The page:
T-Paw Talks 2014, Says His 'Political Career Has Come to an End'

Former presidential candidate Tim Pawlenty talks 2014, GOP

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Former Minnesota Gov. Tim Pawlenty waves as takes the stage during the third day of the Republican National Convention at the Tampa Bay Times Forum on Aug. 29, 2012, in Tampa, Florida.
Former Minnesota Gov. Tim Pawlenty said that although the Republican Party has some good candidates in its arsenal for future elections, his political career has come to an end.

Former presidential candidate Tim Pawlenty says the Republican Party has some good potential candidates for elections in 2014 and 2016 despite the backlash from the government shutdown, but T-Paw says his "political career has come to an end."

Pawlenty is now the CEO of the Financial Services Roundtable, working as a lobbyist for financial institutions, and says he does not view his job "as some sort of pathway" to future office.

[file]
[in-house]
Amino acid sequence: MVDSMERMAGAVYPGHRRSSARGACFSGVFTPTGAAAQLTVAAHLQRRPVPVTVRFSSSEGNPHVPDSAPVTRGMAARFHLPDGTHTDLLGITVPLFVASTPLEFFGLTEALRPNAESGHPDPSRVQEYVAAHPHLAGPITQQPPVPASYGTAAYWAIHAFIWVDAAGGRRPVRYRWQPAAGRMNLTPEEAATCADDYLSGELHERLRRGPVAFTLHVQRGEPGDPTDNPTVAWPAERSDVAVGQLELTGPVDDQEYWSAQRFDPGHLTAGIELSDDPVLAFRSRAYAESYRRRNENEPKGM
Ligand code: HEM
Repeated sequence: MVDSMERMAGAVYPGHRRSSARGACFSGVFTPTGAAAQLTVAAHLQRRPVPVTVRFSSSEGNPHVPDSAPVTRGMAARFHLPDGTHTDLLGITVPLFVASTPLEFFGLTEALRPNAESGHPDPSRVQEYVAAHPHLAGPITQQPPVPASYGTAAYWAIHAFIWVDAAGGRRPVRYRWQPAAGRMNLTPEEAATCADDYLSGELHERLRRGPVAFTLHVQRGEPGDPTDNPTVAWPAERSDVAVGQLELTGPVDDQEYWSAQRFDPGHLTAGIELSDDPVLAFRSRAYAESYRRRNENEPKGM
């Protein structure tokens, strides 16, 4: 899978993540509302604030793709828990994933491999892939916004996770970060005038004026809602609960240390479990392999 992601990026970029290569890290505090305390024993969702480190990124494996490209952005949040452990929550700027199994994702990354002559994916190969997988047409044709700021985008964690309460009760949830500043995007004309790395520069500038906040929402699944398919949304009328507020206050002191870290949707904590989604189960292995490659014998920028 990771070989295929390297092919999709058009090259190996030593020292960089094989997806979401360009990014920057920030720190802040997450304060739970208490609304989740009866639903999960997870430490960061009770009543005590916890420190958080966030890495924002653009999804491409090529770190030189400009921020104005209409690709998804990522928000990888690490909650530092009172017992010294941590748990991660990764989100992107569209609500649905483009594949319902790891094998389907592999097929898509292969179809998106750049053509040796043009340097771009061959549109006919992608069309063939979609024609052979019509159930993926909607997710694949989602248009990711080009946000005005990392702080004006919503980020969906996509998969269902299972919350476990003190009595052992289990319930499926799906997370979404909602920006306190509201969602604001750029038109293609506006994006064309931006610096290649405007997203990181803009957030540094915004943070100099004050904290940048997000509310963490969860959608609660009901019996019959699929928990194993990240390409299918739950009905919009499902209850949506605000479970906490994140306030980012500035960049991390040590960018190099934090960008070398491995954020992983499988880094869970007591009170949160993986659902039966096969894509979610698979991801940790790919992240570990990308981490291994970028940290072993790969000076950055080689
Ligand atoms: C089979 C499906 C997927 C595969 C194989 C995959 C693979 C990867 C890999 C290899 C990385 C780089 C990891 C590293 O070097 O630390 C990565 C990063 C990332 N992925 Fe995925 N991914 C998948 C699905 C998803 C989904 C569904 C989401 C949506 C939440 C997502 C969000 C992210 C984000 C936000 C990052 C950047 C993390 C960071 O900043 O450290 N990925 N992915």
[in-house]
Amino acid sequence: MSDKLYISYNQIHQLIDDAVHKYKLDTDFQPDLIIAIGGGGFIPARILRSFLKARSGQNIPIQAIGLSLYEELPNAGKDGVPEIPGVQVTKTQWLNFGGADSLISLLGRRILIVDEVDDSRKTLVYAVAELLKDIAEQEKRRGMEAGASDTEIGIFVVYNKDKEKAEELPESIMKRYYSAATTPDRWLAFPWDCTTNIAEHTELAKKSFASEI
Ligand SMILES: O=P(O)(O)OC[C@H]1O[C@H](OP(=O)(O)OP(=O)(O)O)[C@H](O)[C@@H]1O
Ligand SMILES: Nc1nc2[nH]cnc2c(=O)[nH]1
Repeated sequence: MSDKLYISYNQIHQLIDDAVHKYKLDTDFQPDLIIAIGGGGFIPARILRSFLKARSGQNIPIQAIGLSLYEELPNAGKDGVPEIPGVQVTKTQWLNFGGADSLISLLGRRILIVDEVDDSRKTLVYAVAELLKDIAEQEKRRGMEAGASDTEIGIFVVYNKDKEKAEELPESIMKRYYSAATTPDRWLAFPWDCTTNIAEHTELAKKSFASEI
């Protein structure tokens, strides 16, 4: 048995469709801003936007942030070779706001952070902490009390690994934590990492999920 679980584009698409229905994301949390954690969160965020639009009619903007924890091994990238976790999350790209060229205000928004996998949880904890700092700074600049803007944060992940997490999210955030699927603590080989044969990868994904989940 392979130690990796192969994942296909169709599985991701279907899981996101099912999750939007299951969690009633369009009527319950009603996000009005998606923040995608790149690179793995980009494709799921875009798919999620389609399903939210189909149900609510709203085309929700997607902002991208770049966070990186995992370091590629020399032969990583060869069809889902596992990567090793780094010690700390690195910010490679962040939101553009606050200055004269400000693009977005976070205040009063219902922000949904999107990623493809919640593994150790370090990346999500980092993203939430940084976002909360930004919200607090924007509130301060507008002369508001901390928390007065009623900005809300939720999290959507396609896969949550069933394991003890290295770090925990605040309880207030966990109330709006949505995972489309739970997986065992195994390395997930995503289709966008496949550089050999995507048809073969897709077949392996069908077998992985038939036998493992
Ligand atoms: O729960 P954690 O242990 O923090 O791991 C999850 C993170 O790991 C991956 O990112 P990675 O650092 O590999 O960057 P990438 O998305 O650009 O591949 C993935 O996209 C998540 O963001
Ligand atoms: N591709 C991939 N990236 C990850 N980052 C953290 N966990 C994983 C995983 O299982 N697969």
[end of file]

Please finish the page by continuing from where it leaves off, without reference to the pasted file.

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Pawlenty sought the 2012 Republican presidential nomination between May and August 2011, before withdrawing from the race. Pawlenty then served as the campaign co-chair for the eventual Republican presidential nominee Mitt Romney until September 2012, when he left that position to join the Financial Services Roundtable.

"For the moment it looks like the Republican Party broadly has taken a hit because of the shutdown and the threat of not lifting the debt ceiling and potentially defaulting on financial obligations," Pawlenty says. "But the elections are more than a year from now…People who say this means some kind of death knell to the Republican Party are overstating it."

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As a financial sector advocate, Pawlenty advises candidates to "pay attention first and foremost to the bread and butter issues of interest to average Americans, like' how is the economy doing?'"

"I think there is an exciting group of next generation leaders emerging in the Republican Party and the conservative movement, and our bench strength in that regard is actually strong," Pawlenty says.

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